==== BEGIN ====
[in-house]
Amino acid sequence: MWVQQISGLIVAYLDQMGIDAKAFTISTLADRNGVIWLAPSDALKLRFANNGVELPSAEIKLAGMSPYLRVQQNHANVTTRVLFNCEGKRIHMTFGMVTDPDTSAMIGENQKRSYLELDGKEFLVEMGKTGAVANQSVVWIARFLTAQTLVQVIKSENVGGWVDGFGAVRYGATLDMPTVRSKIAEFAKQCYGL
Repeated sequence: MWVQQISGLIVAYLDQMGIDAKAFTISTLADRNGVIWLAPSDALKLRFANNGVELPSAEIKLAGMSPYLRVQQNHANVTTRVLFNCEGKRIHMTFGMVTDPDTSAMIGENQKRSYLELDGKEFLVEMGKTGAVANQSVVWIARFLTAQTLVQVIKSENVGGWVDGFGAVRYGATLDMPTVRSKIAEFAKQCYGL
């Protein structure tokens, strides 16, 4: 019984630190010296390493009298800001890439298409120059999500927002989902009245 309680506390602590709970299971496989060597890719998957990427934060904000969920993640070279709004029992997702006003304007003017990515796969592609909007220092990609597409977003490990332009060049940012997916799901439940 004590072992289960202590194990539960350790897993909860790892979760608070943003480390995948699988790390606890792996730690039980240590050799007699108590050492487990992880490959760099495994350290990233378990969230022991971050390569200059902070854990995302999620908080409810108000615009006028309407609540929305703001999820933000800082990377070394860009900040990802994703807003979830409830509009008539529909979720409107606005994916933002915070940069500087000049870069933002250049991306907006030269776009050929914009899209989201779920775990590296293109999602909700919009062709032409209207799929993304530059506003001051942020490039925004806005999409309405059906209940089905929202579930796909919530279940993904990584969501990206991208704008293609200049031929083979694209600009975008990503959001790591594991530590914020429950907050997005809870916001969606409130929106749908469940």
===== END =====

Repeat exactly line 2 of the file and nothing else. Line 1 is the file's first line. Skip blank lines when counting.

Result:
Amino acid sequence: MWVQQISGLIVAYLDQMGIDAKAFTISTLADRNGVIWLAPSDALKLRFANNGVELPSAEIKLAGMSPYLRVQQNHANVTTRVLFNCEGKRIHMTFGMVTDPDTSAMIGENQKRSYLELDGKEFLVEMGKTGAVANQSVVWIARFLTAQTLVQVIKSENVGGWVDGFGAVRYGATLDMPTVRSKIAEFAKQCYGL